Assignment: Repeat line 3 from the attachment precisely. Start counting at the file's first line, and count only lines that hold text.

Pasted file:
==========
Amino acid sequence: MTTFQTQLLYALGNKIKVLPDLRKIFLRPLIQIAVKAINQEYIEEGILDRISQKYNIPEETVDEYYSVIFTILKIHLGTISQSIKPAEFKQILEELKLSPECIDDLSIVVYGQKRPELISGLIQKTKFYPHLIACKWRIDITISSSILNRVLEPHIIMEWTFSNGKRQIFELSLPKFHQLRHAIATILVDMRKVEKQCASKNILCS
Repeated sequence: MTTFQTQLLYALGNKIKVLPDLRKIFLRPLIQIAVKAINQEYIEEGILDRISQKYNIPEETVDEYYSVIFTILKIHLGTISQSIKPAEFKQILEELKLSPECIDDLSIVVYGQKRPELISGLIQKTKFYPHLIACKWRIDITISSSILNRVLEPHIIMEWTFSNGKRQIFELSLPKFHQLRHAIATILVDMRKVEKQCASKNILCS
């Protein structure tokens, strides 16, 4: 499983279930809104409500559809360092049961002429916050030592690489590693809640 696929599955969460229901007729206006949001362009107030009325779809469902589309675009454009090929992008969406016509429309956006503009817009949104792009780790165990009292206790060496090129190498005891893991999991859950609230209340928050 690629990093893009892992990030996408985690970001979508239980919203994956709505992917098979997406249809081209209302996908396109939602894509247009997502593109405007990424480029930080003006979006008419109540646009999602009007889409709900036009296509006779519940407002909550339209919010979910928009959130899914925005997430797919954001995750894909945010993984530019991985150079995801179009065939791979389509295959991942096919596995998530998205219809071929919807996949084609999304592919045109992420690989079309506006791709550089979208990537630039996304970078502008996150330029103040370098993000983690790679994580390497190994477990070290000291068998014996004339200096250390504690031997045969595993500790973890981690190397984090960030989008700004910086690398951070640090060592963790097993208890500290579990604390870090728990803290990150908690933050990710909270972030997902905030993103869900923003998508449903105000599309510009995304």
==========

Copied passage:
């Protein structure tokens, strides 16, 4: 499983279930809104409500559809360092049961002429916050030592690489590693809640 696929599955969460229901007729206006949001362009107030009325779809469902589309675009454009090929992008969406016509429309956006503009817009949104792009780790165990009292206790060496090129190498005891893991999991859950609230209340928050 690629990093893009892992990030996408985690970001979508239980919203994956709505992917098979997406249809081209209302996908396109939602894509247009997502593109405007990424480029930080003006979006008419109540646009999602009007889409709900036009296509006779519940407002909550339209919010979910928009959130899914925005997430797919954001995750894909945010993984530019991985150079995801179009065939791979389509295959991942096919596995998530998205219809071929919807996949084609999304592919045109992420690989079309506006791709550089979208990537630039996304970078502008996150330029103040370098993000983690790679994580390497190994477990070290000291068998014996004339200096250390504690031997045969595993500790973890981690190397984090960030989008700004910086690398951070640090060592963790097993208890500290579990604390870090728990803290990150908690933050990710909270972030997902905030993103869900923003998508449903105000599309510009995304």